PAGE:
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Identification of two types of melanocyte within the stria vascularis of the mouse inner ear

Cable, Joanne and Steel, K. P. 1991. Identification of two types of melanocyte within the stria vascularis of the mouse inner ear. Pigment Cell Research 4 (2) , pp. 87-101.

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We have distinguished two types of melanocyte within the intermediate layer of the stria vascularis in the cochlea of normally pigmented mice: light and dark intermediate cells. The light intermediate cells are present in the stria from birth and have the typical appearance of a melanocyte. They are large and dendritic with electron-lucent cytoplasm containing numerous vesicles that show tyrosinase activity, and pigment granules in various stages of development. These granules have the ultrastructural and histochemical characteristics of premelanosomes and melanosomes. The light intermediate cells persist throughout life, but less frequently contain pigment in older animals. The dark intermediate cells, present only in adult mice, vary considerably in number and distribution between animals. Pigment granules, bound within an electron-dense acid phosphatase-rich matrix, form the main component of the dark intermediate cells. The intermediate cells may comprise either two distinct cell populations or different developmental stages of the same cell type; ultrastructural observations suggest the latter. In young mice, light intermediate cells contain the electron-dense matrices, which at later stages of development are found almost exclusively in dark cells. The dark intermediate cells contain few cell organelles other than pigment granules accumulated within lysosomal bodies and they often have pycnotic nuclei. These observations suggest that the dark intermediate cells are a degenerate form of the light intermediate cells. Clusters of melanosomes also occur in the basal cells, and to a much lesser extent in the marginal cells. These cells do not stain after incubation in DOPA, suggesting that they are not capable of melanin synthesis, and therefore probably acquire melanin by donation from adjacent melanocytes. Pigment clusters are also found within the spiral ligament at all stages of development.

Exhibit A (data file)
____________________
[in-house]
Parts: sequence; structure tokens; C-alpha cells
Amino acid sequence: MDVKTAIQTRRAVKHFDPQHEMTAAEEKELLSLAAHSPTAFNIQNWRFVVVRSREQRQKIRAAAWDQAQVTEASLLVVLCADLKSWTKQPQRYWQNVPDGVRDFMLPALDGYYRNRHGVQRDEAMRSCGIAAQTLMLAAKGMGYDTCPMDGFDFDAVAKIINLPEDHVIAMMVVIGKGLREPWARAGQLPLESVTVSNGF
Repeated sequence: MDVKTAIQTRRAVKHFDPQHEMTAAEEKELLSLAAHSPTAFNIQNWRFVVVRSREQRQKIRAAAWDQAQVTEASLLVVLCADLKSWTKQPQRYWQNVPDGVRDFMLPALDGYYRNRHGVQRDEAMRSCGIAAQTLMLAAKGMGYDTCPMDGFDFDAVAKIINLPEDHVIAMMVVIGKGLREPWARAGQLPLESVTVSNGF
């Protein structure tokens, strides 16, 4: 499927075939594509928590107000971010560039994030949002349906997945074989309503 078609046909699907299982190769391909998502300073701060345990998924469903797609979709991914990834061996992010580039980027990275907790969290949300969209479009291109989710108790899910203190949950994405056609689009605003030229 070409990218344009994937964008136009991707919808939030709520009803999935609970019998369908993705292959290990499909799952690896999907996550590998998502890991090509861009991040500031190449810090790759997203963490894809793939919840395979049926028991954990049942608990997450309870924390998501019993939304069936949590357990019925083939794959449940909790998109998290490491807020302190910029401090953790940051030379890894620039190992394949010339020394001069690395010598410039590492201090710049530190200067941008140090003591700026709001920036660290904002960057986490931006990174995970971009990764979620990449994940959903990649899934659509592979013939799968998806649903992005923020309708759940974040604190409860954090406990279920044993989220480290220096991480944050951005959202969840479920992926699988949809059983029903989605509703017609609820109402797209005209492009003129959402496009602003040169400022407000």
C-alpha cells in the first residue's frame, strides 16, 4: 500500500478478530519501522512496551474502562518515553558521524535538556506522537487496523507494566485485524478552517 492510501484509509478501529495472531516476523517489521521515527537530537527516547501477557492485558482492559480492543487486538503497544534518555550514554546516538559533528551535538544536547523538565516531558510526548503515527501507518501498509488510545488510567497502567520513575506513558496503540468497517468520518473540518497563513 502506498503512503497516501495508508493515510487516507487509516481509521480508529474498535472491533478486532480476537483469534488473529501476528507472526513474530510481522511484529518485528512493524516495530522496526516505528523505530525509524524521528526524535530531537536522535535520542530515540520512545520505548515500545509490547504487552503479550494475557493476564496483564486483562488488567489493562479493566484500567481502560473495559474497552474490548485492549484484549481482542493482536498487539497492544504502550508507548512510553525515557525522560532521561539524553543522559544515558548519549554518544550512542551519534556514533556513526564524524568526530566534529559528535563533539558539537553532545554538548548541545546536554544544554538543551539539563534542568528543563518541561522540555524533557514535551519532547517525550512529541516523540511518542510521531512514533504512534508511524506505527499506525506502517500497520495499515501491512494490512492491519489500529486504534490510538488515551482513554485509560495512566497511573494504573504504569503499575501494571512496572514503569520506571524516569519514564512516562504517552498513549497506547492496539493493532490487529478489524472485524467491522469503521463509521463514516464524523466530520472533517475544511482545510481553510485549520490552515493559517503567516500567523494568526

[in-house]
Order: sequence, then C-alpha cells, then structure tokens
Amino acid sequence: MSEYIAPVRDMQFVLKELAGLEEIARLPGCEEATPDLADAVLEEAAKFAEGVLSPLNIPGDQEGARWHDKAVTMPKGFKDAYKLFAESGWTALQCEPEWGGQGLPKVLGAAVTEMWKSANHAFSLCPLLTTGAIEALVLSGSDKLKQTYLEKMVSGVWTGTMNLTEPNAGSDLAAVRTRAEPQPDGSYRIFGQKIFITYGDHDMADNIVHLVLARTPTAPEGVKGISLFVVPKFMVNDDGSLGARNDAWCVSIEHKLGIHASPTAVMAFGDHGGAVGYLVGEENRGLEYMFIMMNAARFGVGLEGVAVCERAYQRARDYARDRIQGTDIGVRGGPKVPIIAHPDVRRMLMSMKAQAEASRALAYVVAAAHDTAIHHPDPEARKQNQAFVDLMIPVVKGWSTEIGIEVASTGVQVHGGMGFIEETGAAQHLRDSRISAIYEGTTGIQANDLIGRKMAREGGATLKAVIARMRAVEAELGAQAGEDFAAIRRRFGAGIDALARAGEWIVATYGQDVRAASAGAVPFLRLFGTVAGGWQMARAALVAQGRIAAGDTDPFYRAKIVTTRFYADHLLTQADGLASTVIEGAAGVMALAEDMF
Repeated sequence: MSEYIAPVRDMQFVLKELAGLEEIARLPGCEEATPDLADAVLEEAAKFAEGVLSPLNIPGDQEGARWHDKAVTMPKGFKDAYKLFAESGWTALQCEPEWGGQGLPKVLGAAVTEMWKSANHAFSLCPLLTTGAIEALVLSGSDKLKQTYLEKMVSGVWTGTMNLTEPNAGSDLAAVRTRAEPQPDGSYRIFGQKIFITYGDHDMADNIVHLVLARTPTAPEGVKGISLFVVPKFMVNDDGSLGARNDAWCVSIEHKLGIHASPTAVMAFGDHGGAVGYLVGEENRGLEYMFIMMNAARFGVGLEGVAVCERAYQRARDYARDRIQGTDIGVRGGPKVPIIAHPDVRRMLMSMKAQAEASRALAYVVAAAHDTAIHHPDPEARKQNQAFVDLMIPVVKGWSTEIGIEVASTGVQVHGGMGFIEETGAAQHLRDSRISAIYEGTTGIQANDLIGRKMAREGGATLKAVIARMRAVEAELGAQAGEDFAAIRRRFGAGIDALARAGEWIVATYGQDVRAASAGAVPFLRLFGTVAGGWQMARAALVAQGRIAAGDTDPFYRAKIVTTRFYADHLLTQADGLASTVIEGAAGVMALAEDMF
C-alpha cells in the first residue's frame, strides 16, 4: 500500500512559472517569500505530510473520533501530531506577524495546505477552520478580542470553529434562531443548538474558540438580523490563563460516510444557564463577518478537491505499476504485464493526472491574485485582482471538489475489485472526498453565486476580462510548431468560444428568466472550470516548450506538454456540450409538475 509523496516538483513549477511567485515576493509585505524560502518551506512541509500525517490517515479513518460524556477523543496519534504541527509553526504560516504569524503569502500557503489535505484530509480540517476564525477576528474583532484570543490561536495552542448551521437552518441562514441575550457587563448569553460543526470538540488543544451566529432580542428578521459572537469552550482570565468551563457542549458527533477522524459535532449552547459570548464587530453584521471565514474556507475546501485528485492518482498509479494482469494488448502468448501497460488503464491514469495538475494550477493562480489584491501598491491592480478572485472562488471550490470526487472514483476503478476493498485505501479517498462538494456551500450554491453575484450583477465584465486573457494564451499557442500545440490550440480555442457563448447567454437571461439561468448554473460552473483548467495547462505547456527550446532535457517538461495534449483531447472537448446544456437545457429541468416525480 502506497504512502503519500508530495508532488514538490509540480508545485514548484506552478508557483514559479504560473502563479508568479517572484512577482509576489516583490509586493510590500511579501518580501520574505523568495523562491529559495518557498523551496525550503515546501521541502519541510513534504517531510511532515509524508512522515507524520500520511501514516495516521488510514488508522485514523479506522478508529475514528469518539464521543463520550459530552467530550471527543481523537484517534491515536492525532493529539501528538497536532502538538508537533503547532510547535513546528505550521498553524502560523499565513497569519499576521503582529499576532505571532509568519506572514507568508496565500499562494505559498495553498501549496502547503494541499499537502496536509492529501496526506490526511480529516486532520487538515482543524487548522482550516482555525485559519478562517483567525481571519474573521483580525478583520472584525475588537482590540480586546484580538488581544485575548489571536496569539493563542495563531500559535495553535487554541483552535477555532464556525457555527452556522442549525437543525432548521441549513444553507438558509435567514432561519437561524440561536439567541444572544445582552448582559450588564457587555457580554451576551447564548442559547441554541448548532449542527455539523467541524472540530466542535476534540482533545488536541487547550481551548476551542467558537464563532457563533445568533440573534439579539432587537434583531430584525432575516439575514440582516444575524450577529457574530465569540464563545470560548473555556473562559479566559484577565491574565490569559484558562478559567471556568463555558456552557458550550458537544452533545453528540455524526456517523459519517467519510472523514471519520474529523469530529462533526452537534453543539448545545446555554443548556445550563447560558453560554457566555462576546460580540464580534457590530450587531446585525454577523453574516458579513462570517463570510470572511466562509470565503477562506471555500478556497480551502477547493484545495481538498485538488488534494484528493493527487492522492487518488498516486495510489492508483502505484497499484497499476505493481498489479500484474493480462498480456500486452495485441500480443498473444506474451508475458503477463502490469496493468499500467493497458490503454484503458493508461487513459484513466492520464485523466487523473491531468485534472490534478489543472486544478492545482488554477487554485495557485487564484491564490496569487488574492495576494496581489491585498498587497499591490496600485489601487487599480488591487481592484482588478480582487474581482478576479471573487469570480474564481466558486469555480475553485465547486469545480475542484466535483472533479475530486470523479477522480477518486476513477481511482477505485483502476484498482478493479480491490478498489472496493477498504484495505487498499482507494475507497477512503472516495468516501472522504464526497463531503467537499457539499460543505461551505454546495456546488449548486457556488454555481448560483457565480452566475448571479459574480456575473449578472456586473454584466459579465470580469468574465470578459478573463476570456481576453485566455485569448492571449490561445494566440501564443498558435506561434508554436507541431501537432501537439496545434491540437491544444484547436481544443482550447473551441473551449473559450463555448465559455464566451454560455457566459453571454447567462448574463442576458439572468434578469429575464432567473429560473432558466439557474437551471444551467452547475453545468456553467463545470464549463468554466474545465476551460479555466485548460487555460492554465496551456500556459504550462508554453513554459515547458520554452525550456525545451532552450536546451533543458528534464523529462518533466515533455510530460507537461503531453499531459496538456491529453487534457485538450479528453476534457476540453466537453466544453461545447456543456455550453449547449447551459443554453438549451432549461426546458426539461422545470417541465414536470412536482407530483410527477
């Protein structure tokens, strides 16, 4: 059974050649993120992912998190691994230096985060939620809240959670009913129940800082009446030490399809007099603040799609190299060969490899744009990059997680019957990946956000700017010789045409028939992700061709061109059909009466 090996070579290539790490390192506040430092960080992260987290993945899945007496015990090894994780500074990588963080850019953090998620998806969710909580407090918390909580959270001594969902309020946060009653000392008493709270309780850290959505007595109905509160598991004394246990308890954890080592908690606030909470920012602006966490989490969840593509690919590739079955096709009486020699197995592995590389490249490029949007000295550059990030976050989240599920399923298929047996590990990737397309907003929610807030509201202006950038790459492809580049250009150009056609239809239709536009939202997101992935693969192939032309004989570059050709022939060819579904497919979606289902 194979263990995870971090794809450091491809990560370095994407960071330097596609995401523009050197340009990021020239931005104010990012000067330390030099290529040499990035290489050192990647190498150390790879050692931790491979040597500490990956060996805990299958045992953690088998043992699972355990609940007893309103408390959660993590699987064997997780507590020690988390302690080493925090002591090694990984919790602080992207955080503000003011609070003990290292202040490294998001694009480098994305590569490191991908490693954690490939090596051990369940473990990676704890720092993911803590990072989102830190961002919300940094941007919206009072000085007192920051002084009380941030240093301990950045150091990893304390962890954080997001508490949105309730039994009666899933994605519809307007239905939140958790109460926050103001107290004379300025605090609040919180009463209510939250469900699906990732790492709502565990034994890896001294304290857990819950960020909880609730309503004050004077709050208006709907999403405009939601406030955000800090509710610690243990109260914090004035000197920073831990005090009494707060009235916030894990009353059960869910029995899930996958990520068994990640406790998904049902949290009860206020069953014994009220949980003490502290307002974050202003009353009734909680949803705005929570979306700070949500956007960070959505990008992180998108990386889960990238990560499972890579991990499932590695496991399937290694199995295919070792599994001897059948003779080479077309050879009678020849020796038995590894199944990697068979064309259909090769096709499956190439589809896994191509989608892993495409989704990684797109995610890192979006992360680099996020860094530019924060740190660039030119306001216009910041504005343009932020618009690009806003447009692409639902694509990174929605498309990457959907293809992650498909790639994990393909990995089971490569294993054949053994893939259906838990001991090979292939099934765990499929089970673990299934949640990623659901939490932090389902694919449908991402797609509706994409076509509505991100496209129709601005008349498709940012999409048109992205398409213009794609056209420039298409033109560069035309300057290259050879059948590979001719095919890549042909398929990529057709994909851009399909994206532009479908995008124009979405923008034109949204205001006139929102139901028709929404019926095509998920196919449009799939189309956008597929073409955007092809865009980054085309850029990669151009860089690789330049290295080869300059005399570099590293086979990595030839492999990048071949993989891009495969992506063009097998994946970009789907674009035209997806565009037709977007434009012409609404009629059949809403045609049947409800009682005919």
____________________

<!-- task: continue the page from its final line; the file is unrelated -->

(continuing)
Item Type: Article
Date Type: Publication
Status: Published
Schools: Biosciences
Subjects: Q Science > Q Science (General)
Publisher: Wiley-Blackwell
ISSN: 0893-5785
Last Modified: 04 Jun 2017 06:38

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